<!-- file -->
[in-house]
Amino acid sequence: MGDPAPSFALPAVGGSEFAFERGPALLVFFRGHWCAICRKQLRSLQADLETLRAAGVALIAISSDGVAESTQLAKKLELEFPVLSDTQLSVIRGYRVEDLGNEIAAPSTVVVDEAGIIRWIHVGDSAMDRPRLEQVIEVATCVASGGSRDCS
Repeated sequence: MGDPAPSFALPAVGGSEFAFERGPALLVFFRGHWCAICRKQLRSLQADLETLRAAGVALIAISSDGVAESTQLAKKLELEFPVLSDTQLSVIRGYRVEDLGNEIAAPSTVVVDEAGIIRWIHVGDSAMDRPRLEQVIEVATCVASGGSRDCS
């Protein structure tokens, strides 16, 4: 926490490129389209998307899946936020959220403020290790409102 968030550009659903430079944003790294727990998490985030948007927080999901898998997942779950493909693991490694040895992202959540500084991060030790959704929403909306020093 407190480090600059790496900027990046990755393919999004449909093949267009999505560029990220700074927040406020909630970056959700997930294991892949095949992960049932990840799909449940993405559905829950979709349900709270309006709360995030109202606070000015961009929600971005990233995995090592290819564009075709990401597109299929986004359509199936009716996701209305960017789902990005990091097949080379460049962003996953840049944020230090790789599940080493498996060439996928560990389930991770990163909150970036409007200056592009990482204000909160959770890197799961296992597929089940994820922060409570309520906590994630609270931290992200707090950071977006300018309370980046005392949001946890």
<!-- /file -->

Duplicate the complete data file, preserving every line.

[in-house]
Amino acid sequence: MGDPAPSFALPAVGGSEFAFERGPALLVFFRGHWCAICRKQLRSLQADLETLRAAGVALIAISSDGVAESTQLAKKLELEFPVLSDTQLSVIRGYRVEDLGNEIAAPSTVVVDEAGIIRWIHVGDSAMDRPRLEQVIEVATCVASGGSRDCS
Repeated sequence: MGDPAPSFALPAVGGSEFAFERGPALLVFFRGHWCAICRKQLRSLQADLETLRAAGVALIAISSDGVAESTQLAKKLELEFPVLSDTQLSVIRGYRVEDLGNEIAAPSTVVVDEAGIIRWIHVGDSAMDRPRLEQVIEVATCVASGGSRDCS
């Protein structure tokens, strides 16, 4: 926490490129389209998307899946936020959220403020290790409102 968030550009659903430079944003790294727990998490985030948007927080999901898998997942779950493909693991490694040895992202959540500084991060030790959704929403909306020093 407190480090600059790496900027990046990755393919999004449909093949267009999505560029990220700074927040406020909630970056959700997930294991892949095949992960049932990840799909449940993405559905829950979709349900709270309006709360995030109202606070000015961009929600971005990233995995090592290819564009075709990401597109299929986004359509199936009716996701209305960017789902990005990091097949080379460049962003996953840049944020230090790789599940080493498996060439996928560990389930991770990163909150970036409007200056592009990482204000909160959770890197799961296992597929089940994820922060409570309520906590994630609270931290992200707090950071977006300018309370980046005392949001946890």